Good points Brett, especially the yeast. I enjoy reading the marketing crap about the prized family strain being stored off-site to protect it, only to watch the distiller open readily available 1000 gram packs of dried "distillers" yeast and pour into the mash.
Cheers,
David R. Pierce
New Albanian Brewing Co.
New Albany, IN 47150
Craft Brewing Louisville continuously since 1992
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Roger A. Baylor

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Re: Dirty Secret of the American Whiskey Establishment

by Roger A. Baylor » Tue Jan 22, 2013 7:46 pm

Great discussion. Thanks, everyone.
Roger A. Baylor
New Albanian Brewing Company &
NABC Bank Street Brewhouse
New Albany, Indiana
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Ellen P

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Re: Dirty Secret of the American Whiskey Establishment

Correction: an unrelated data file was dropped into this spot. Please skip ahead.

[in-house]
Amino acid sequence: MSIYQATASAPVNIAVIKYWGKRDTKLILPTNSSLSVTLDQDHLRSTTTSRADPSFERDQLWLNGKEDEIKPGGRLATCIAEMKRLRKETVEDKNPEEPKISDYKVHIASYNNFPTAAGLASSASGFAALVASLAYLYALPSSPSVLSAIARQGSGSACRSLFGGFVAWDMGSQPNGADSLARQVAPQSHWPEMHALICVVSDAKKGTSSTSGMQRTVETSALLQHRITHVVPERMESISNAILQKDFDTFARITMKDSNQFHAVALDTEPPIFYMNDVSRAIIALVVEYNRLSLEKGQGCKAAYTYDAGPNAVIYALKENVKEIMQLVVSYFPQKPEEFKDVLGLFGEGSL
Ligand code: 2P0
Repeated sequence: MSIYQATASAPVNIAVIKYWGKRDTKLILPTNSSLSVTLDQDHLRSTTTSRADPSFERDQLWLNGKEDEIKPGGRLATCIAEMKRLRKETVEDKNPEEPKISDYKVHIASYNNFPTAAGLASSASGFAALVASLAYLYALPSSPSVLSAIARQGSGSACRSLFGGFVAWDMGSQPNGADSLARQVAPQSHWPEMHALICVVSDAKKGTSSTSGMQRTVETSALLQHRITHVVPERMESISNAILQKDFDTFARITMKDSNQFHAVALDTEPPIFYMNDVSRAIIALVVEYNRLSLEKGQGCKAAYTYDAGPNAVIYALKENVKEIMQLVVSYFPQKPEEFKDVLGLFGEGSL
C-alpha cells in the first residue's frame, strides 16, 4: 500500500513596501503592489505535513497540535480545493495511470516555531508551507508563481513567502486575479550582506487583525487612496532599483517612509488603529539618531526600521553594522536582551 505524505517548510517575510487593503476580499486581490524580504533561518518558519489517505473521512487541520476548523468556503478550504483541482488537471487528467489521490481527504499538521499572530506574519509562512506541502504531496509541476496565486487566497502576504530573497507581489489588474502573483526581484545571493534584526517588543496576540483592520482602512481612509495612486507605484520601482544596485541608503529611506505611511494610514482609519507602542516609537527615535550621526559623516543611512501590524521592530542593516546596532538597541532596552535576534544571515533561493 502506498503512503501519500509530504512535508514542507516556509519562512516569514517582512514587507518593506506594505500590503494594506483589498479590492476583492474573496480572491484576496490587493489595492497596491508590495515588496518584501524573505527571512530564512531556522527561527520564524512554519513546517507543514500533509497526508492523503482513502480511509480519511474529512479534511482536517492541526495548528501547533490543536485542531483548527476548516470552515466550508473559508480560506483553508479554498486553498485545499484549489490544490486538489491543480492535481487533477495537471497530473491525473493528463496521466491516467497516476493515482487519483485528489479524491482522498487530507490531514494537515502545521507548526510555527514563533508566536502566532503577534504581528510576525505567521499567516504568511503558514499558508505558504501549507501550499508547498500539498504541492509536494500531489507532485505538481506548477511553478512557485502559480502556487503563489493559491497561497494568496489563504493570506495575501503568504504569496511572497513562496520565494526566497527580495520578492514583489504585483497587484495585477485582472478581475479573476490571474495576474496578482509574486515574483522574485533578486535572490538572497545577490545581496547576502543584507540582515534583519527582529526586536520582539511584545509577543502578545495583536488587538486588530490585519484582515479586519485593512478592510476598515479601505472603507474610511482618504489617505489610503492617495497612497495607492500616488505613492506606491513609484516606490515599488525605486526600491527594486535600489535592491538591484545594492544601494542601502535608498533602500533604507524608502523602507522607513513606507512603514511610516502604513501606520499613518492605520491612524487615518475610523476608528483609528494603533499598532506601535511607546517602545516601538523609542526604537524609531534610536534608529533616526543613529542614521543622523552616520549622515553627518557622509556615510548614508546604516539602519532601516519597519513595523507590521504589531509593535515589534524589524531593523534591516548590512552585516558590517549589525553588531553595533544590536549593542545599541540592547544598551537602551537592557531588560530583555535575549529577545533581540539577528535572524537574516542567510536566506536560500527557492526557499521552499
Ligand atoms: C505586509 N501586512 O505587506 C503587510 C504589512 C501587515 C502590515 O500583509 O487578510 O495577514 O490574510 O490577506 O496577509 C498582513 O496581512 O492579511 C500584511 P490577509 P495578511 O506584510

by Ellen P » Fri Jan 25, 2013 10:28 am

Having worked in the industry for 14 1/2 years, there's a lot to learn and it's very interesting.
I wrote the dumps for Woodford Reserve for 4 years, sampling nearly 10,000 barrel samples.
With the master distiller, I went into the warehouses to find the barrels for the first Birthday Old Foresters.
I also created the liquid for Collingwood and JD Tennessee Honey.
Companies will make spirits for other companies due to many different reasons which means, of course, companies are buying for many different reasons. If a good bourbon is usually at least 6 years old, you can't start making it and selling it, so new labels are going to have to purchase from someone else. When they start making their own, it won't taste the same - it can be similar - that's where small batches can be accepting of those differences. Vodka and/or flavored vodka is obviously easier.
I am retired from that company, so if anyone needs someone with experience and knowledge ....:-)
Ellen